To Calarplis, twilight had always made the Erdamun’s dome look mysterious. By day, it almost resembled a thing of Nature, the way it blended in with the forest. But as the planet’s twin moons began peeking over the horizon, the dome’s winking lights and faint hum proclaimed its offworld origins.
As for the Erdamun himself, he was rarely seen outside, and only in the fairest weather. He would come out briefly, tinker with his machines and scurry back inside, all the while obscured by a dark encounter suit, as if contagion were a constant threat.
But this was the Homeworld, Calarplis reminded herself, the Treasured Place chosen by Nature for the Daalong. What contagion could there be here? More than once, she’d wanted to engage the Erdamun on this topic, but had stopped short. For though the offworlder had always seemed gentle as any domesticated animal, there were rumors of violence and unspeakably destructive weapons.
What, Calarplis wondered, did the Elders know of such things? Nevertheless, their authority had kept her from approaching the Erdamun, despite her nagging curiosity. Though she was well past middle age for her species, she was still too young to risk death so cavalierly.
Like the rest of the Daalong, Calarplis’ distant evolutionary ancestors were a species of arboreal rodent. At the thought of defying the Elders’ warnings, her pointed ears had twitched mightily.
But now that Wohlatris was gravely ill, her attitude shifted. The “abundance syndrome,” the village doctor had concluded. Imagine, the cellules of one’s own body growing out of control, until its vital functions ceased! The doctor had shaken her head. The Shaman had rent his tunic. Wohlatris would die within the fourarc. It was The Way and there was no other.
Calarplis was determined. Might the Erdamun’s mysterious dome hold the answer to Wohlatris’ woes? Perhaps to the Faultreen in the East country, she told herself, the dome would have been too terrifying to approach.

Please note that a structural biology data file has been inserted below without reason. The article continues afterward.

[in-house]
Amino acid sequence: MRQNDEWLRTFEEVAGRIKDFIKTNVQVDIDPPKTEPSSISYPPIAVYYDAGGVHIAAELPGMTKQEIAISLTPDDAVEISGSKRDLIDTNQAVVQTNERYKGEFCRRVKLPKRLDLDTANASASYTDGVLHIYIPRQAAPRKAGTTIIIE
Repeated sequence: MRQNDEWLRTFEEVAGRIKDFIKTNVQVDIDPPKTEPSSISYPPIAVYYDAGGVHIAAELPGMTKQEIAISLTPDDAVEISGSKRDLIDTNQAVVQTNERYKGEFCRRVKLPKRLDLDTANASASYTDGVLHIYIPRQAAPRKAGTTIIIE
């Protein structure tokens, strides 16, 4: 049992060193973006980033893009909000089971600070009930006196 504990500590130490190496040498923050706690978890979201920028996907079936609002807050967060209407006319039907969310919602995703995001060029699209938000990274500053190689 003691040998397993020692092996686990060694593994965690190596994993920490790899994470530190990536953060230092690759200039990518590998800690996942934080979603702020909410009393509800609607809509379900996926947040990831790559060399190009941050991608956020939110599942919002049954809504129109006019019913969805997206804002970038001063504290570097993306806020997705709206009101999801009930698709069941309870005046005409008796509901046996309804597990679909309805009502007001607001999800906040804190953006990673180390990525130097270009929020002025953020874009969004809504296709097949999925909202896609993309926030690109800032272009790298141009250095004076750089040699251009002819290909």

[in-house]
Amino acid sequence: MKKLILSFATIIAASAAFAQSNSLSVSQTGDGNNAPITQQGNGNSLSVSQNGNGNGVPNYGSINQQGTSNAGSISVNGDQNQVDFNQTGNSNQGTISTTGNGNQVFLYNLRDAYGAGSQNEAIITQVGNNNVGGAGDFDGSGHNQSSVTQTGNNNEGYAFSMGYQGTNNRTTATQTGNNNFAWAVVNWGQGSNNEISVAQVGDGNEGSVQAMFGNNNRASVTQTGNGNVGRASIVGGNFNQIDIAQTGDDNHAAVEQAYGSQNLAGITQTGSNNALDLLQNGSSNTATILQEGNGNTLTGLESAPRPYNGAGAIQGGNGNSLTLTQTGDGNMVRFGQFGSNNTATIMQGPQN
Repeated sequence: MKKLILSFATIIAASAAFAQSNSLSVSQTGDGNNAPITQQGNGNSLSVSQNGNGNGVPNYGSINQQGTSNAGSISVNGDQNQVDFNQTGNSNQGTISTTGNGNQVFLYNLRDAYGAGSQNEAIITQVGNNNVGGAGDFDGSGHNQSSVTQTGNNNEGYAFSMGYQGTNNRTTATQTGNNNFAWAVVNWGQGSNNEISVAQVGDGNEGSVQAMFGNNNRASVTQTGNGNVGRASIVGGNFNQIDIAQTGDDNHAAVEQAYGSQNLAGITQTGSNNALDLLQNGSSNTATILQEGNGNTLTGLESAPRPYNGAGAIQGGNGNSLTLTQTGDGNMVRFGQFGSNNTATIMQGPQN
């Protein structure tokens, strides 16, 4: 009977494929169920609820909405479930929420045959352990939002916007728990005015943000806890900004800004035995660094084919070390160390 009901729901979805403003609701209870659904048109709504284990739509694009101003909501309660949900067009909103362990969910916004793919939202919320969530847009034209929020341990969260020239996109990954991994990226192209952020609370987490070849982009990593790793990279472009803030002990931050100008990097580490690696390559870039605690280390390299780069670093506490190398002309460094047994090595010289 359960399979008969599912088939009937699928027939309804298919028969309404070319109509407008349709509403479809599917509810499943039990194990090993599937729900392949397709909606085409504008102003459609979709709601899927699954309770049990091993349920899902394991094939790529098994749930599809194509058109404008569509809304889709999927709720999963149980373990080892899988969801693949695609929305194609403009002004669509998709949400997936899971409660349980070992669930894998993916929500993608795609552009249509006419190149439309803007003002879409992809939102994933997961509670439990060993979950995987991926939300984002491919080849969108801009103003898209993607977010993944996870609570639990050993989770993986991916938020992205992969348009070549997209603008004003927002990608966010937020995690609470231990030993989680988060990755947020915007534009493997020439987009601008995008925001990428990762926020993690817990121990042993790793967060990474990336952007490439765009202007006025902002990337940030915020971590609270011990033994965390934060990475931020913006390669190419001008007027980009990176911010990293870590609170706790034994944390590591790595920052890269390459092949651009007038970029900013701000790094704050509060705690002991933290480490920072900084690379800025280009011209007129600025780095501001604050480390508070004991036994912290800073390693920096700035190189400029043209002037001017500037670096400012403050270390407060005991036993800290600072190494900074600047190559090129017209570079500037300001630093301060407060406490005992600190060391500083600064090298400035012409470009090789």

But the Daalong themselves knew the lore of machines and, some said, were soon to harness the very lightning in the sky to power them. Of this, Calarplis was doubtful but, as she well knew, the Elders never spoke a word in jest. Come to think of it, she realized, the Erdamun might know of such things. Regardless, she pressed on.
By now, the diminutive Daalong had reached the site of the off-world dome and scrambled up the shallow embankment leading to its entrance. There she stood, patiently. The Erdamun, it was said, could sense one’s….
Calarplis jumped back a step. Out of nowhere, a door panel appeared and slid to one side. In its threshold stood a tall figure swathed in black, whose eyes peered out through a glass pane embedded in his helmet.
“The Elders forbade you to visit me,” he said. At first, Calarplis heard the unfamiliar sound of his off-worlder voice, until his dome’s translation matrix masked it with a voice speaking fluent Daalongese.
“I know,” said Calarplis. “But my Wohlatris … neither the doctor, nor the Shaman….”
The Erdamun stared at her through his odd-looking eyes.
“I can promise nothing,” he said. “But come in. Tell me what you’ve seen.”
“Can … can I go home afterwards?” asked the trembling female.
It took a few minutes of reassurance before Calarplis, head bowed, stepped through the threshold — and opened her soft brown eyes wide. It hadn’t occurred to her that most of the dome was actually underground.
“It is so … so big in here,” she said. “You are a powerful Shaman yourself.”
“And yet, Little One,” said the Erdamun, “I am trapped like a fly in amber.”
Calarplis’ ears twitched up a storm.
“That I do not believe,” she said.
“Skepticism!” said the Erdamun. “I like that. But know that the dimensions of space and time are as the thickest molasses, if you run afoul of them. Fortunately, my precarious relationship to the cosmos may enable me to help Wohlatris.”
“You will feed him molasses?” asked the Daalong.
The Erdamun’s smile shone through the glass on his helmet.
“Not until you feed me information,” he said.
“First tell me why you’re here,” said Calarplis. “you to whom our air is poison.”
“Not your air,” said the off-worlder, “but your temporal signature.”
Calarplis stamped her slender left foot.
“You know I don’t know what that means!” she shouted.
“And I don’t know the ‘meaning’ of anything,” said the Erdamun. “But I’ll still help you, if I can.”
“You’re a sly one,” said the Daalong. “But I’ll learn the truth about you, you’ll see.”
The Erdamun smiled.
“When you do,” he said. “Please be sure to share it with me.”
(To be continued)
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